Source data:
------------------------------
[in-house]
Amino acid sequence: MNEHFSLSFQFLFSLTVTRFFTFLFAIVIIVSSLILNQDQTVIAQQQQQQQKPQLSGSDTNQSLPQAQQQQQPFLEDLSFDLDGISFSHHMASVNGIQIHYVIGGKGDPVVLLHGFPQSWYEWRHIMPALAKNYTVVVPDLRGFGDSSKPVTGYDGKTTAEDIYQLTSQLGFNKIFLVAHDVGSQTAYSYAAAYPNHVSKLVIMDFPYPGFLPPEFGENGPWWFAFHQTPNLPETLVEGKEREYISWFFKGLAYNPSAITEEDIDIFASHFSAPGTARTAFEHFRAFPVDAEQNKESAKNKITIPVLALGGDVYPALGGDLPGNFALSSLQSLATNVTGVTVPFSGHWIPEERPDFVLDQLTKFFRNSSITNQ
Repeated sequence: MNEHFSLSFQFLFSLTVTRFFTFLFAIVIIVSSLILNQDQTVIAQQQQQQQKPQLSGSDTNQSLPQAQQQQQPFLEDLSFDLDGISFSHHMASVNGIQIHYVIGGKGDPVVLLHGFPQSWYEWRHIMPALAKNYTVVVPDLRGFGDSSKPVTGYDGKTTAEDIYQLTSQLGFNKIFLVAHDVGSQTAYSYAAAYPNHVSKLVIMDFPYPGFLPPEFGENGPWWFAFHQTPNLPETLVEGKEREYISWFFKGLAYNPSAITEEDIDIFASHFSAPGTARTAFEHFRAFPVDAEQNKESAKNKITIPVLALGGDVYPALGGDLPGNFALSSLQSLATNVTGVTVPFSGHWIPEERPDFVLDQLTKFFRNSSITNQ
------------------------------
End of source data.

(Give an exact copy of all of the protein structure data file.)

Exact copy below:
[in-house]
Amino acid sequence: MNEHFSLSFQFLFSLTVTRFFTFLFAIVIIVSSLILNQDQTVIAQQQQQQQKPQLSGSDTNQSLPQAQQQQQPFLEDLSFDLDGISFSHHMASVNGIQIHYVIGGKGDPVVLLHGFPQSWYEWRHIMPALAKNYTVVVPDLRGFGDSSKPVTGYDGKTTAEDIYQLTSQLGFNKIFLVAHDVGSQTAYSYAAAYPNHVSKLVIMDFPYPGFLPPEFGENGPWWFAFHQTPNLPETLVEGKEREYISWFFKGLAYNPSAITEEDIDIFASHFSAPGTARTAFEHFRAFPVDAEQNKESAKNKITIPVLALGGDVYPALGGDLPGNFALSSLQSLATNVTGVTVPFSGHWIPEERPDFVLDQLTKFFRNSSITNQ
Repeated sequence: MNEHFSLSFQFLFSLTVTRFFTFLFAIVIIVSSLILNQDQTVIAQQQQQQQKPQLSGSDTNQSLPQAQQQQQPFLEDLSFDLDGISFSHHMASVNGIQIHYVIGGKGDPVVLLHGFPQSWYEWRHIMPALAKNYTVVVPDLRGFGDSSKPVTGYDGKTTAEDIYQLTSQLGFNKIFLVAHDVGSQTAYSYAAAYPNHVSKLVIMDFPYPGFLPPEFGENGPWWFAFHQTPNLPETLVEGKEREYISWFFKGLAYNPSAITEEDIDIFASHFSAPGTARTAFEHFRAFPVDAEQNKESAKNKITIPVLALGGDVYPALGGDLPGNFALSSLQSLATNVTGVTVPFSGHWIPEERPDFVLDQLTKFFRNSSITNQ